Another option is putting loans in forbearance. Like deferment, forbearance allows qualified applicants to delay payments for a set period of time.

The primary difference is that you’re responsible for paying any interest that accrues during the forbearance period, regardless of which type of loan you have.

Again, it is possible to make interest-only payments during the forbearance period. Under new rules introduced in 2023, though, unpaid interest that accrues during forbearance will not capitalize at the end of the forbearance period.

While these general definitions apply to both federal and private student loans, some details differ between the two.

💡 Quick Tip: Enjoy no hidden fees and special member benefits when you refinance student loans with SoFi.

Federal Student Loans

The U.S. Department of Education offers both deferment and forbearance on all of its student loans. With the exception of the pandemic-era federal forbearance period that came to an end in fall 2023, neither comes automatically. Both deferment and forbearance need to be applied for through your student loan servicer. Here’s what you need to know about both options.

Qualifying for Federal Loan Deferment

If you have federal loans, you may be able to defer your student loan payments for up to three years. Here’s how to know if you may be eligible:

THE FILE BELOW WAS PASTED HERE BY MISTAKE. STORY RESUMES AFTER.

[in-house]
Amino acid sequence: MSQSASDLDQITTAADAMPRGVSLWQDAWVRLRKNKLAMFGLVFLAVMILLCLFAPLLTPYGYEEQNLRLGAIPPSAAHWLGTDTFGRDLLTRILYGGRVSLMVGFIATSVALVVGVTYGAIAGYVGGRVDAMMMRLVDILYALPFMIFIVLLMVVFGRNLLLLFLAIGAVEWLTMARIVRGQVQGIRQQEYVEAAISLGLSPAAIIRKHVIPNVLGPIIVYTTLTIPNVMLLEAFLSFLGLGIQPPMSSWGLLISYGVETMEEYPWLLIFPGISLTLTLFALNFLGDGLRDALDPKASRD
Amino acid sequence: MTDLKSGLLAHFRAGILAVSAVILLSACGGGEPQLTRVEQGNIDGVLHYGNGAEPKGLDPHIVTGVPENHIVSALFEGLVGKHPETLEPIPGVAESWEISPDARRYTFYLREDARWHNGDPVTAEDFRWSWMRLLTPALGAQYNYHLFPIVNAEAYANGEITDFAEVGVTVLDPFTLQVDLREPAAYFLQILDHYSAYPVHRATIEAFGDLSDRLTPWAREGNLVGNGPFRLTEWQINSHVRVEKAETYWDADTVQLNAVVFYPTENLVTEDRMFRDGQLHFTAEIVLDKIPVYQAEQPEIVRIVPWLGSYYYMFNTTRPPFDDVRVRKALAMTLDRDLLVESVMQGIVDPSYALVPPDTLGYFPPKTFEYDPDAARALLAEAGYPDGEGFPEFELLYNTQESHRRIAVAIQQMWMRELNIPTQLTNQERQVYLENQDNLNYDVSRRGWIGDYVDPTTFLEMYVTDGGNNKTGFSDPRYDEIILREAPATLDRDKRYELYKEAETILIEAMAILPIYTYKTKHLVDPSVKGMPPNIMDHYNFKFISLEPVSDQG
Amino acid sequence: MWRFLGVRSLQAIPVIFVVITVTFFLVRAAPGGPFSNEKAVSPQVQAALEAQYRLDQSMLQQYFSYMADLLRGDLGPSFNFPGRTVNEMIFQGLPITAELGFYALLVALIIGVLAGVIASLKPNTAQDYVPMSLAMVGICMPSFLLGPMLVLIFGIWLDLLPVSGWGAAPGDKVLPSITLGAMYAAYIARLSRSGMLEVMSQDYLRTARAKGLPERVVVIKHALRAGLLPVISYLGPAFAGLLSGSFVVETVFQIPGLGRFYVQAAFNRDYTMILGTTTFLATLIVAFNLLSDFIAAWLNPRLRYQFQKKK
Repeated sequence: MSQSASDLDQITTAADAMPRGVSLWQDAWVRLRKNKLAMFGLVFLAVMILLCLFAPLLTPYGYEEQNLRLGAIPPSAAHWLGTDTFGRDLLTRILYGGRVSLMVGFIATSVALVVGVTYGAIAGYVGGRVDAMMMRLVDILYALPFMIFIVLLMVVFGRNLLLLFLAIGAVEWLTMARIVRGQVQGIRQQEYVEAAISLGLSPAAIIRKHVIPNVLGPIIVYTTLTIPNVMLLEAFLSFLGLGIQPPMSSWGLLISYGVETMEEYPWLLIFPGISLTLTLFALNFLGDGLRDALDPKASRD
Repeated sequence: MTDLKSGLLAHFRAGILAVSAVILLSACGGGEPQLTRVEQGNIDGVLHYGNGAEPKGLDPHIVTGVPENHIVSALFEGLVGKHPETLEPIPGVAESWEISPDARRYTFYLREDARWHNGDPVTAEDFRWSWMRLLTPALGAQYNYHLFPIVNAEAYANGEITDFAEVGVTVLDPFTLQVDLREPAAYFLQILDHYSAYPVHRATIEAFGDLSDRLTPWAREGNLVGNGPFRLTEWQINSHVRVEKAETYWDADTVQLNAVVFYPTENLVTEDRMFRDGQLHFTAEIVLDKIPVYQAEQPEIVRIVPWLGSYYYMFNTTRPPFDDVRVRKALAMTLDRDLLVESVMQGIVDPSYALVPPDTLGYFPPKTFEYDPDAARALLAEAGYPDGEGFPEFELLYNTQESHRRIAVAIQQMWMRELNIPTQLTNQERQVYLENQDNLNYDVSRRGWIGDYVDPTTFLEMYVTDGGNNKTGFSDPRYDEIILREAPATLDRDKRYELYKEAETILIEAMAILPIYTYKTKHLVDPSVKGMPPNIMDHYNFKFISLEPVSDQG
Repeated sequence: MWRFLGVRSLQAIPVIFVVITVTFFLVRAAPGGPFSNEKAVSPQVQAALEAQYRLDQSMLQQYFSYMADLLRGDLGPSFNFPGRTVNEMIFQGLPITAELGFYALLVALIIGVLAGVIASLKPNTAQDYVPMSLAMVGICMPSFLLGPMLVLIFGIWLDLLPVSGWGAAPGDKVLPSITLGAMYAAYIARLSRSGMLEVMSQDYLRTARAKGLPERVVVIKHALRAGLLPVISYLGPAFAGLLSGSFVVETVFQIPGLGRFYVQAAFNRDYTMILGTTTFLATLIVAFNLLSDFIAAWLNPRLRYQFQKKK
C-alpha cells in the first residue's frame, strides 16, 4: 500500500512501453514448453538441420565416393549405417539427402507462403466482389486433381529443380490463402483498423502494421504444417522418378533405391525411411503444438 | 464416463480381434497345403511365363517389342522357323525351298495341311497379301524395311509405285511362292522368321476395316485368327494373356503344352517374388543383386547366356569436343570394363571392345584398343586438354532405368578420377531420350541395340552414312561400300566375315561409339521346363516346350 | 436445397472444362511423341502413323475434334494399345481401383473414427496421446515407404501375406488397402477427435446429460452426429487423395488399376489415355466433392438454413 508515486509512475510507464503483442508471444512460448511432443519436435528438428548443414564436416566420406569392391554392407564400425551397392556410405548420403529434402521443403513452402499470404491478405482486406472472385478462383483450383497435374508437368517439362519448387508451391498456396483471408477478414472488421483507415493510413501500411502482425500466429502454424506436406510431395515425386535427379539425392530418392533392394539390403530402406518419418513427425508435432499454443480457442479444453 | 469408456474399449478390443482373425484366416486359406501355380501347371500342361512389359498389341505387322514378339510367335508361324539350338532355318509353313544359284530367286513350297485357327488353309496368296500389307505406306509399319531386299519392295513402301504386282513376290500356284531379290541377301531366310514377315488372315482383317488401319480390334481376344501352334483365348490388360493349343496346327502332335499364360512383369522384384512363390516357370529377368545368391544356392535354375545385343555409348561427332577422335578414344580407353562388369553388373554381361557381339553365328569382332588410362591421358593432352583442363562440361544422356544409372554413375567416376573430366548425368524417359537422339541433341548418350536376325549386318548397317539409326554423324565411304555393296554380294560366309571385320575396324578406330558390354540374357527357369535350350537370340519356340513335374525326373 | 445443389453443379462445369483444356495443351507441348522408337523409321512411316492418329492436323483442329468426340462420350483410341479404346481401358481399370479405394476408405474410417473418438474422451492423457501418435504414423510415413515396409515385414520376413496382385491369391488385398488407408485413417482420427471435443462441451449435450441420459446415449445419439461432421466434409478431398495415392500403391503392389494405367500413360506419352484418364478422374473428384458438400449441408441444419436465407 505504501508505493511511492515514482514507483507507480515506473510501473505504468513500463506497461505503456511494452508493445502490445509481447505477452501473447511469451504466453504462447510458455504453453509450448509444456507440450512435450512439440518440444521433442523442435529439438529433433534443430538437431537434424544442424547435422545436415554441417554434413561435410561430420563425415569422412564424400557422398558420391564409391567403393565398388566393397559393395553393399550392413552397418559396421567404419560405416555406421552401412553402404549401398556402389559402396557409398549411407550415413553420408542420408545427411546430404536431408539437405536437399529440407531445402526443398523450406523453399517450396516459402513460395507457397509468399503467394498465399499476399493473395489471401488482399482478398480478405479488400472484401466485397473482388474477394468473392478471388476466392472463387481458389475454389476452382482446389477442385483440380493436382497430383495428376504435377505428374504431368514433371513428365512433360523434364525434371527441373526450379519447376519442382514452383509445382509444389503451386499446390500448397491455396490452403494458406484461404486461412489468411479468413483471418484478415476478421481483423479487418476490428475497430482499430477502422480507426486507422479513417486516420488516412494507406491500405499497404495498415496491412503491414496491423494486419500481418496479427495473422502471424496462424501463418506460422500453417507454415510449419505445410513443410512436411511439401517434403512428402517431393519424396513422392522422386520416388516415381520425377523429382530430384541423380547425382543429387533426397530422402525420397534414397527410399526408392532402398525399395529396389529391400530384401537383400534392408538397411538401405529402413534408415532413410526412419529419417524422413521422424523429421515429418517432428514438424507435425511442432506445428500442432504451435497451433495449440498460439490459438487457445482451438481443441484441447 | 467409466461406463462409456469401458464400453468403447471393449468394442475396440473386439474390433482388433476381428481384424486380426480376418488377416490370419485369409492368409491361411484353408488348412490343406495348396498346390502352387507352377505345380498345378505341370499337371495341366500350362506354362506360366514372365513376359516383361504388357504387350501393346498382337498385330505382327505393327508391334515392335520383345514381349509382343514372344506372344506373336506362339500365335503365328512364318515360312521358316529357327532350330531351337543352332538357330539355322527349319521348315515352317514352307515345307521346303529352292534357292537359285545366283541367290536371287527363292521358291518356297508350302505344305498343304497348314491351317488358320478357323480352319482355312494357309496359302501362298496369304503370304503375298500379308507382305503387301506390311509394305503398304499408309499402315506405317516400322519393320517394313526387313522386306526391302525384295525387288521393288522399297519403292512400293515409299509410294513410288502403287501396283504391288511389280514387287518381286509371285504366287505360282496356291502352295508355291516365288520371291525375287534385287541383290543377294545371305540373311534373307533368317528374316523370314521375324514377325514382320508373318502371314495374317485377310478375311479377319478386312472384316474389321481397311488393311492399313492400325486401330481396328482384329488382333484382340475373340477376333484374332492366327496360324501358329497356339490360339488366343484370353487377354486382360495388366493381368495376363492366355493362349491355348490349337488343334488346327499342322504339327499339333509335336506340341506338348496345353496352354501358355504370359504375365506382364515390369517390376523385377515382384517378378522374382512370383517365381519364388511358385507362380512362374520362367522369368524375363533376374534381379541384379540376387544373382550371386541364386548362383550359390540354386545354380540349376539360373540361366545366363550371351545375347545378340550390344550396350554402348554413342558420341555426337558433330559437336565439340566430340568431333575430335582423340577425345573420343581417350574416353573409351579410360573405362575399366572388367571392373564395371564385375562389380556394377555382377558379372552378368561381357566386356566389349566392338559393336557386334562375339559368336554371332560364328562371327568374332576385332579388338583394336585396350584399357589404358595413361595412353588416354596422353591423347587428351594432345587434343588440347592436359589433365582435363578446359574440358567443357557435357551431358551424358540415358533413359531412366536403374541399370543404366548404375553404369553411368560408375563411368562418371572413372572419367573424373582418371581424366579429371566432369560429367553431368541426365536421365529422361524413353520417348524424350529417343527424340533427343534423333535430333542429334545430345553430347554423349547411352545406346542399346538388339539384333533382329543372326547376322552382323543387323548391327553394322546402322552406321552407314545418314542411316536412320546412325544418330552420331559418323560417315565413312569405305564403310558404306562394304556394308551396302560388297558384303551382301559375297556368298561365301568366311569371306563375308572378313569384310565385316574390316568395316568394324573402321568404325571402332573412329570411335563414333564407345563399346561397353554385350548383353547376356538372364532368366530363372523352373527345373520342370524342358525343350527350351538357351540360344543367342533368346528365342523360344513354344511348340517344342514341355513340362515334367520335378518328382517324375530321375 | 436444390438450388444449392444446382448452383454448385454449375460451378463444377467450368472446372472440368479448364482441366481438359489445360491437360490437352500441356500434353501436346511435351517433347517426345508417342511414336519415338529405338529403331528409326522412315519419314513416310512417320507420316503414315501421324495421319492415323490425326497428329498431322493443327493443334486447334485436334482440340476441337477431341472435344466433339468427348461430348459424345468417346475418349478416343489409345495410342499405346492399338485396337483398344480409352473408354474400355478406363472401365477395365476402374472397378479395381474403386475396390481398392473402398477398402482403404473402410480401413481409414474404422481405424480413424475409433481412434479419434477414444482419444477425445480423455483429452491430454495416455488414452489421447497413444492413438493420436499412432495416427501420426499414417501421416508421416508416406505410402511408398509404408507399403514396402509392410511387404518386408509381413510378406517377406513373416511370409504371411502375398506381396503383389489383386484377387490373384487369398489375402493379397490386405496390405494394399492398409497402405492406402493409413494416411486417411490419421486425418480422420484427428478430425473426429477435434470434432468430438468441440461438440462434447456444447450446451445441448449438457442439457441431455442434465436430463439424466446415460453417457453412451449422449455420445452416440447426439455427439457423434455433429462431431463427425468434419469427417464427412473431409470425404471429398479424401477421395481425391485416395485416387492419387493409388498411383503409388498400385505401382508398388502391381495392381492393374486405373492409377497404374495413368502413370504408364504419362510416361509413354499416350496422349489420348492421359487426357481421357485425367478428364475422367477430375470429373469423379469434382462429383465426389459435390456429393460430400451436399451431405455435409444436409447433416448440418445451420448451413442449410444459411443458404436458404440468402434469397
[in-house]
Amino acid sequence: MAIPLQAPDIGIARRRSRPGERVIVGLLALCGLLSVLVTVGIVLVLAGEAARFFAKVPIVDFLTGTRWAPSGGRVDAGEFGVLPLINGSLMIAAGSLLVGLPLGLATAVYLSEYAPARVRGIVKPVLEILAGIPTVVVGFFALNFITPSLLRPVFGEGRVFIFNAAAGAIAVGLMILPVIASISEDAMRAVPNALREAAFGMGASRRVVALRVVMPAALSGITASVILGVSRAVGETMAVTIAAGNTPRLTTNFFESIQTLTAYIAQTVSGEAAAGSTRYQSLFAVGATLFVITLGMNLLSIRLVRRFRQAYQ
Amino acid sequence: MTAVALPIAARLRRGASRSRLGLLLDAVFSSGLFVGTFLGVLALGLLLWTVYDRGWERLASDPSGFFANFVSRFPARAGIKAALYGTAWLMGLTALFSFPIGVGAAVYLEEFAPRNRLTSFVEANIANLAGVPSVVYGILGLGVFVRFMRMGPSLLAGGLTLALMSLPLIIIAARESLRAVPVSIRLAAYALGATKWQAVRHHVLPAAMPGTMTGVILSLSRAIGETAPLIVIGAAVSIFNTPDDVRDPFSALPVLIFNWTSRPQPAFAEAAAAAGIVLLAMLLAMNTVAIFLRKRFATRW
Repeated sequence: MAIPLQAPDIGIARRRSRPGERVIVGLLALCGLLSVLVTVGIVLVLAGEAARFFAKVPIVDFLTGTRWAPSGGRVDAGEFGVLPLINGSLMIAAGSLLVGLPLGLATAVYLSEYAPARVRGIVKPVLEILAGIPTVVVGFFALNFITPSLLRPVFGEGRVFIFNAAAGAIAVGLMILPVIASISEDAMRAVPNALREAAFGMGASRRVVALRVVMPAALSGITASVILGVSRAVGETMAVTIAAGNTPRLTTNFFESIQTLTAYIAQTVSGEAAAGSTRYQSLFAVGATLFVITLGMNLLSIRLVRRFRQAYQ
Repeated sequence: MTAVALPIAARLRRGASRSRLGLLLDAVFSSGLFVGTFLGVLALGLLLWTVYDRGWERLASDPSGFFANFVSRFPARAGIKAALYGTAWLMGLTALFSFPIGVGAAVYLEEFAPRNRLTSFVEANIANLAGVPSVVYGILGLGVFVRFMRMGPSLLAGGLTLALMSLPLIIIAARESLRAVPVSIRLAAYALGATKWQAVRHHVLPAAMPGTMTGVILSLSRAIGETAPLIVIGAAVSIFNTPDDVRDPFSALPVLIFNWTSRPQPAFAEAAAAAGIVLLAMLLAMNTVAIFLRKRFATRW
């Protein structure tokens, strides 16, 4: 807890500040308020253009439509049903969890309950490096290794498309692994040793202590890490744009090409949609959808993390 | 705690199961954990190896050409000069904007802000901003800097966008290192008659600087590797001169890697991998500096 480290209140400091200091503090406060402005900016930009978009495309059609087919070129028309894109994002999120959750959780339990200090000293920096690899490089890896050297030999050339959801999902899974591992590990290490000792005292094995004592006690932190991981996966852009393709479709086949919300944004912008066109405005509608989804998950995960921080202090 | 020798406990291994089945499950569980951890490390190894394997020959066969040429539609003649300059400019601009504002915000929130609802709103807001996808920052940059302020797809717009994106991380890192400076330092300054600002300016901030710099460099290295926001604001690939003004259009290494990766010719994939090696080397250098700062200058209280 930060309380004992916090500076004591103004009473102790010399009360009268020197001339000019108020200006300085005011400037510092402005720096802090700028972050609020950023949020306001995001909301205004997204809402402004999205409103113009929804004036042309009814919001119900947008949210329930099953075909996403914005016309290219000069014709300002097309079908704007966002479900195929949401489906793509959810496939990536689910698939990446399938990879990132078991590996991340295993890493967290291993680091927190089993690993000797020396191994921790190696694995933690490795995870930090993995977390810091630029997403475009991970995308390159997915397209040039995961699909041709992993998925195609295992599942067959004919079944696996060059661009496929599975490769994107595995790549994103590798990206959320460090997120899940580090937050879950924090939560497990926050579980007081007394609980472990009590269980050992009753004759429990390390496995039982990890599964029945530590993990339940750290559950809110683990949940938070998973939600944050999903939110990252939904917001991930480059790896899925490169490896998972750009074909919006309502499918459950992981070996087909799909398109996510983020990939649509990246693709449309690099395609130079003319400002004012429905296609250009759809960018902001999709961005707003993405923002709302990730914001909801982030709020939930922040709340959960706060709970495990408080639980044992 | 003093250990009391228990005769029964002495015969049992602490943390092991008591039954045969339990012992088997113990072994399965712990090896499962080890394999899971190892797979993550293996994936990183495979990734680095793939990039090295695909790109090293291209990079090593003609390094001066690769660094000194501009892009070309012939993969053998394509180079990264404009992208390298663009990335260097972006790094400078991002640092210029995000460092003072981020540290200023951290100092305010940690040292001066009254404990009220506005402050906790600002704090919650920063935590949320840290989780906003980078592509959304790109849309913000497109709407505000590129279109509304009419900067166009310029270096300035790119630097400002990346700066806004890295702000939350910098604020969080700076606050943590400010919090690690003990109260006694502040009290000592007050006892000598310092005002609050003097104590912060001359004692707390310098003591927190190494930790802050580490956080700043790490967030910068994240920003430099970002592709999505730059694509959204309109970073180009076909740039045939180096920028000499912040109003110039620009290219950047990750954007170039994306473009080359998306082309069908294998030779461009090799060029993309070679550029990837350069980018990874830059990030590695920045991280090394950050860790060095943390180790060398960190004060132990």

•   You have any federal student loan, subsidized or unsubsidized.

•   You’re enrolled at least half-time at an eligible school, and you received a Direct PLUS Loan or FFEL PLUS Loan as a graduate or professional student. In this case, your loans will be deferred while you’re in school at least half-time plus six months after you leave.

•   You’re a parent who took out a Direct PLUS Loan or FFEL PLUS Loan on behalf of your child student, and they’re enrolled at least half-time at an eligible school. In this case, your loans will be deferred while your child remains in school plus six months after they leave.

•   You’re enrolled in an approved graduate fellowship program.

•   You’re enrolled in an approved rehabilitation training program for the disabled.

•   You’re unemployed and unable to find employment.

•   You’re experiencing economic hardship.

•   You’re serving in the Peace Corps.